Amuse gueule

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Amuse bouche

An amuse-gueule (also amuse gueule ) (' gourmet pleasure '; French pronounced: [ amyz ,gœl ]), also known as amuse-bouche 'mouth joy' in upscale restaurants , is an appetizing, small and therefore bite-sized bite that is mostly as a gesture of the house unsolicited and served before the cold starter as part of a menu . Usually as an accompaniment to an aperitif or cocktail.

In the German gastronomy, the term appetizers or appetite bites (also "Gaumenkitzler" or "small treats") is used for the spicy mouth bites. They have an appetizing effect and are served as a culinary setting for the sequence of dishes - suitable for the aperitif while the guest selects the dishes and waits for the first course.


Amuse gueules are served cold or warm and decorative, e.g. B. on spoons, arranged. The offer ranges from fine ingredients such as lobster , caviar , aspic , stuffed quail breast to warm or cold soups , but also butter, lard, herb quark with baguettes or other bread.

Variety of names

Both terms were borrowed from French into German and into numerous other languages. amuse-gueule is the traditional and most frequently used name in French to this day. In the meantime there is also the expression amuse-bouche, but rarely in French . The gueule 'mouth' , which was perceived as vulgar , was replaced by the more elegant bouche 'mouth'.

Outside the French-speaking area and outside Switzerland, the third form is the pseudogallicism Amuse-Bouchée , which is mixed with the French bouchée 'mouthful', 'Happen'.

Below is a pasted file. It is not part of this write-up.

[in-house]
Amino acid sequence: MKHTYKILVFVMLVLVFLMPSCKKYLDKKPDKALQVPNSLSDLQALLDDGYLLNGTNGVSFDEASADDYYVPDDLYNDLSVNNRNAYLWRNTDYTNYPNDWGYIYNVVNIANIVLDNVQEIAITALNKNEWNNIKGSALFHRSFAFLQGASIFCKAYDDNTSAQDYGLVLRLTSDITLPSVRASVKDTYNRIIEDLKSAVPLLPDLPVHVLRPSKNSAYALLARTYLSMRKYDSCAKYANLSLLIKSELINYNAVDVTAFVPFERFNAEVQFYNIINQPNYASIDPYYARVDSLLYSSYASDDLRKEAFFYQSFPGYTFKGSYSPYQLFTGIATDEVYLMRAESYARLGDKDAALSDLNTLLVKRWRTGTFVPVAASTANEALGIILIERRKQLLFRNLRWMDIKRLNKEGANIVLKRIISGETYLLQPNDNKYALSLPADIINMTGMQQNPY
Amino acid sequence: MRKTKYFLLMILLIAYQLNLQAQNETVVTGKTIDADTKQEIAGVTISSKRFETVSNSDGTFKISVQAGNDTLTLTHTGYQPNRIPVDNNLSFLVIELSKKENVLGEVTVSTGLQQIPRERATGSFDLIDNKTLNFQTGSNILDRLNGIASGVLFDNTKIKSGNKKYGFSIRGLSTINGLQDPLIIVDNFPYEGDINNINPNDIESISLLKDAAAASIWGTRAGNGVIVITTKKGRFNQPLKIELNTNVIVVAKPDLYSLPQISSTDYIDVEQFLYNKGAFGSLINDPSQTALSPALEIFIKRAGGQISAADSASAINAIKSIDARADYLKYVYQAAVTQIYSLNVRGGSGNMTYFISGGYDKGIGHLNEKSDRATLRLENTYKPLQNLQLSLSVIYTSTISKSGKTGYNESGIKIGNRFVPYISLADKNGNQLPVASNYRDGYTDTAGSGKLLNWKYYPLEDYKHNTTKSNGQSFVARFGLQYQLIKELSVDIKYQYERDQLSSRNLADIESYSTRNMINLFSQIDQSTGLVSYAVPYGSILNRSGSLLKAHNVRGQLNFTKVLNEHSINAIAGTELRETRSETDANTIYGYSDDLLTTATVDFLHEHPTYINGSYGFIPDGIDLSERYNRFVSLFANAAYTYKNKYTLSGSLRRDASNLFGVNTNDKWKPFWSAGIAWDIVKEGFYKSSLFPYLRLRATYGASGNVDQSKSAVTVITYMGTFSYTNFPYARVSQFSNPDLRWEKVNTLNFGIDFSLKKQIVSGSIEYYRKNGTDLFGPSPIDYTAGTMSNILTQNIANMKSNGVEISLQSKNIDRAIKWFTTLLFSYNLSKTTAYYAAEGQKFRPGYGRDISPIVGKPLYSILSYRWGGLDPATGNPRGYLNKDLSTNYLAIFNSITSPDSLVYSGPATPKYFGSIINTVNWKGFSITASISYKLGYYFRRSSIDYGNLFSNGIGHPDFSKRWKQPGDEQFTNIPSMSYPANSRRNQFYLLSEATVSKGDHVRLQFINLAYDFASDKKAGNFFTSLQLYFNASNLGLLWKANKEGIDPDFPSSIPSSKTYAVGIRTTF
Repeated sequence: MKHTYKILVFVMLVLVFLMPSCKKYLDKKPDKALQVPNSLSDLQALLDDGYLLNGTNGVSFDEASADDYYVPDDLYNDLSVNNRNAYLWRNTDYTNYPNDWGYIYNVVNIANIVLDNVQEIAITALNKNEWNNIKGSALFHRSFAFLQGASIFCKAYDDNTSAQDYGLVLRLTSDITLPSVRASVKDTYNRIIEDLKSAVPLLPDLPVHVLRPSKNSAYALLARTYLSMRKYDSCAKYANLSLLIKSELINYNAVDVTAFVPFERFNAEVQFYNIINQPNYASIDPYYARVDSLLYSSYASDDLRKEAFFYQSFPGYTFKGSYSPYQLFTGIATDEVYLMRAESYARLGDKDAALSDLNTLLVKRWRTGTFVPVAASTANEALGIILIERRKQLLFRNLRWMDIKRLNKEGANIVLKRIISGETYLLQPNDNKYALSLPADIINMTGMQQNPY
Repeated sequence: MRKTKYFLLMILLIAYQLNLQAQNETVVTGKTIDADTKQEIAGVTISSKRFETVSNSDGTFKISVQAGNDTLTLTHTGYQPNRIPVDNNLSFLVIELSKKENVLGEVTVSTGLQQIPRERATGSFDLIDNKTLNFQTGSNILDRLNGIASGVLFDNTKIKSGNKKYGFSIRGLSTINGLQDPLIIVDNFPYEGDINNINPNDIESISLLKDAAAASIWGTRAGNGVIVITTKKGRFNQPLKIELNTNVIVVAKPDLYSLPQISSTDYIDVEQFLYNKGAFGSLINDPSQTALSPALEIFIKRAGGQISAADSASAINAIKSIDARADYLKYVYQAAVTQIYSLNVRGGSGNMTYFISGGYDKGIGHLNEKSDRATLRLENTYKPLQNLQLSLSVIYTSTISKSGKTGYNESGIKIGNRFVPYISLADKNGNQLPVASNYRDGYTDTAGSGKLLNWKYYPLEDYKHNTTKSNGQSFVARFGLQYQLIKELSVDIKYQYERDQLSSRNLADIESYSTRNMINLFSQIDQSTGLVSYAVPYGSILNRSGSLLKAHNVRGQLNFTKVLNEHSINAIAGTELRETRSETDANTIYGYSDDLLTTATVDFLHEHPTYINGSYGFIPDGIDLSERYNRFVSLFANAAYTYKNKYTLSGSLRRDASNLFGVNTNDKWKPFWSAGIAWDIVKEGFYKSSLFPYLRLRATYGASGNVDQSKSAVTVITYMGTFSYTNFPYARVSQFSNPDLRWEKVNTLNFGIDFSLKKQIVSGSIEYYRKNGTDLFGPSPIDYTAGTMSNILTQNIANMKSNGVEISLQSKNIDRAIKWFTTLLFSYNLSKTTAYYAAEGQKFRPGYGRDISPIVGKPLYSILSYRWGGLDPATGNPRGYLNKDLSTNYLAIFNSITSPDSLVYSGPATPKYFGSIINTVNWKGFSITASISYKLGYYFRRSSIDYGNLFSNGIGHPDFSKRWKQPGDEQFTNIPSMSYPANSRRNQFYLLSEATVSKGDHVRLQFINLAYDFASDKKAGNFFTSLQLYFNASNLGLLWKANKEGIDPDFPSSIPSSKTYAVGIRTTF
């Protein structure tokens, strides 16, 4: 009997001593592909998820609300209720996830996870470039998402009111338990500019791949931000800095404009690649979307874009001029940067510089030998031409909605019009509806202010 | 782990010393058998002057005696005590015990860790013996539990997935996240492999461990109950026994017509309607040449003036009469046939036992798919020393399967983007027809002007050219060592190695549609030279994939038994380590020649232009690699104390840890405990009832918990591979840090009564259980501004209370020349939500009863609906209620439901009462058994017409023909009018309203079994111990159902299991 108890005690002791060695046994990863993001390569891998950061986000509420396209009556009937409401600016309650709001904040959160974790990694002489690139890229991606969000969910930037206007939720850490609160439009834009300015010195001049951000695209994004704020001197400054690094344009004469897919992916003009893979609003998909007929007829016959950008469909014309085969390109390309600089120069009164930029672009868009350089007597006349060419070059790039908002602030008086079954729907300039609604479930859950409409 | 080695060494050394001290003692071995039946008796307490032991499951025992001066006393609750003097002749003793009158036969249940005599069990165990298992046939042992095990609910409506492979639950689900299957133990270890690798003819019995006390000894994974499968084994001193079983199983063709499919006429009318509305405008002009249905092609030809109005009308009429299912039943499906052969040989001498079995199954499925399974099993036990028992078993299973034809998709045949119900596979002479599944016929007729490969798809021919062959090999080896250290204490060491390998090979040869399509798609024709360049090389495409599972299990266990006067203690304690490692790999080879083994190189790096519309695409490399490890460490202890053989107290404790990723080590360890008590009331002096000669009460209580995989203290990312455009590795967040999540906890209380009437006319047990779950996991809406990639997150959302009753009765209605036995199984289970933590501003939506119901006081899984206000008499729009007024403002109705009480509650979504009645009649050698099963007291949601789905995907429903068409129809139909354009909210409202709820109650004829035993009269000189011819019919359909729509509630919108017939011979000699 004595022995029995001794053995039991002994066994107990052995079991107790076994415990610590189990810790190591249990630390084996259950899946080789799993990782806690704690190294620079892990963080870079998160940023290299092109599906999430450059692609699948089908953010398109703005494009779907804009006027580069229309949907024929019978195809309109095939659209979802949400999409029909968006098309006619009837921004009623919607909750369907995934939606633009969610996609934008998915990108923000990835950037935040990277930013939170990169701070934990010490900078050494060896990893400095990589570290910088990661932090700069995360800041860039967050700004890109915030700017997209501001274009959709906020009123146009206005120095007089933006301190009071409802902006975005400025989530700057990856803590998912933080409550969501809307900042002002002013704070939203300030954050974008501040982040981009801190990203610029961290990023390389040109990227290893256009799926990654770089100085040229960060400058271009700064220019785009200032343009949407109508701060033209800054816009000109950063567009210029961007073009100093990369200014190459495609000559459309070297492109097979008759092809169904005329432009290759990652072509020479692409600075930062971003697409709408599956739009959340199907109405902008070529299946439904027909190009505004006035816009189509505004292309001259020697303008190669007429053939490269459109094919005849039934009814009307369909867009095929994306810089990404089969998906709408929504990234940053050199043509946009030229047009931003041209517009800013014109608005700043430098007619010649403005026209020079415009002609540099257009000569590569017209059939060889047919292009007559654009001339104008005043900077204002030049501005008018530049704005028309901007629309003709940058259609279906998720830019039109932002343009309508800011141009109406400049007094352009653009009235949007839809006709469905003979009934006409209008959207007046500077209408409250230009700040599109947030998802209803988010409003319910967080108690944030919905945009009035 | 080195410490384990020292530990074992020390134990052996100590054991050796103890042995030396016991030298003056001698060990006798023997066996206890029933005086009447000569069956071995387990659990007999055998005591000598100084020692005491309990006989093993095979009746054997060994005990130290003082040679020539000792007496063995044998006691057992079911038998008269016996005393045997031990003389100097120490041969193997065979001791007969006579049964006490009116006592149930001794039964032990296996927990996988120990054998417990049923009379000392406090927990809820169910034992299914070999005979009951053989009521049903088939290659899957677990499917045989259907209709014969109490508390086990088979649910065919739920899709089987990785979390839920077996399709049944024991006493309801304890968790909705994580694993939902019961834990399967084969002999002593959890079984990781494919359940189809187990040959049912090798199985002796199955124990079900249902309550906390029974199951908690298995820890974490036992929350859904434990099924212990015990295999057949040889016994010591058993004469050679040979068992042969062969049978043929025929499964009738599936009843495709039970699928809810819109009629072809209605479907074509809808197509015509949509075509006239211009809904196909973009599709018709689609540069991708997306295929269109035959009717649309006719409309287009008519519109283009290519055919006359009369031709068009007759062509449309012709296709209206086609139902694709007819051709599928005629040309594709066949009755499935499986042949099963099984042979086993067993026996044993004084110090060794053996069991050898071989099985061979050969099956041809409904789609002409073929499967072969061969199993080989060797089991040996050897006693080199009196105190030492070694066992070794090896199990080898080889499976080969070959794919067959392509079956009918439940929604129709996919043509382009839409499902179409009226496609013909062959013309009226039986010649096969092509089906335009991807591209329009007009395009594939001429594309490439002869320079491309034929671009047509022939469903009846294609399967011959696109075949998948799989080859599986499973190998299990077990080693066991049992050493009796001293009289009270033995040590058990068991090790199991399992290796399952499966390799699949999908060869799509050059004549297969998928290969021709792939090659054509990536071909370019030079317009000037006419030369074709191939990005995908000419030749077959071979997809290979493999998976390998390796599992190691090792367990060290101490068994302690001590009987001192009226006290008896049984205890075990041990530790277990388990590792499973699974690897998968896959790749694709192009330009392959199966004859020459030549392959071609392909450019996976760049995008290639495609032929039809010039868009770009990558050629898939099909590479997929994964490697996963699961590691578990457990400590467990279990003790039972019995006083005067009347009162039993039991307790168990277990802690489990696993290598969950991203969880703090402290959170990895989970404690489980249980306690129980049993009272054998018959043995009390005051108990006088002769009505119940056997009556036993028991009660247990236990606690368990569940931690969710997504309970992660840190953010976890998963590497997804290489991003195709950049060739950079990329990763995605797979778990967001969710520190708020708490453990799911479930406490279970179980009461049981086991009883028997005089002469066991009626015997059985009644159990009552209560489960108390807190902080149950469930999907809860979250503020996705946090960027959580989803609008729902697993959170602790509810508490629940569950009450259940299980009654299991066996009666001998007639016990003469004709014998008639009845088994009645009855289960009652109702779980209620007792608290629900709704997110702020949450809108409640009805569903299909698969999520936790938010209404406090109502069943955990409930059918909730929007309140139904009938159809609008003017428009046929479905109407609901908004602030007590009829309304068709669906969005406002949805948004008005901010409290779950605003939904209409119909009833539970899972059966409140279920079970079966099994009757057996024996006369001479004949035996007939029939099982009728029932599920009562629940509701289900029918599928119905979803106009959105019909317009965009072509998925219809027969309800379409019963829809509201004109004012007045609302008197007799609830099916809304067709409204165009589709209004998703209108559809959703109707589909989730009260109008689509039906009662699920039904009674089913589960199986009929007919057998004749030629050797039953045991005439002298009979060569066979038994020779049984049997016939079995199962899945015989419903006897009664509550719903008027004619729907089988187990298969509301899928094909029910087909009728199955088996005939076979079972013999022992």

German-speaking cooks understand the Amuse-Gueule as a greeting from the kitchen or refer to it as such.

A more recent variant of the amuse gueule is the mise en bouche, for example, 'in-the-mouth-laying', a nicely prepared sample that is served on a specially designed spoon, the cuillère de dégustation , such as' tasting spoon ',' spoon to taste 'is served.

See also

Web links

Wiktionary: Amuse-Gueule  - explanations of meanings, word origins, synonyms, translations
Wiktionary: Amuse-Bouche  - explanations of meanings, word origins, synonyms, translations
Commons : Amuse-bouche  - collection of images, videos and audio files


  1. ^ Robuchon, Joël: Larousse gastronomique . Larousse, Paris 1996, ISBN 2-03-507300-6 , pp. 42 .
  2. a b c d Metz, Reinhold: Restaurant & Gast . 11th edition. Fachbuchverlag Pfanneberg, Haan-Gruiten 2010, ISBN 978-3-8057-0650-6 , p. 407-409 .
  3. a b c Herrmann, F. Jürgen: Textbook for cooks . Handwerk und Technik, Hamburg 1999, ISBN 3-582-40055-7 , p. 395, 398 .
  4. The French gueule can have different meanings depending on the context. The literal 'snout' - as in Ta gueule! (a rude ' shut up !') - in amuse-gueule or fine gueule 'Feinschmecker' is an ironic vulgarism with which one describes the prelude to a good meal or a person who really appreciates good food.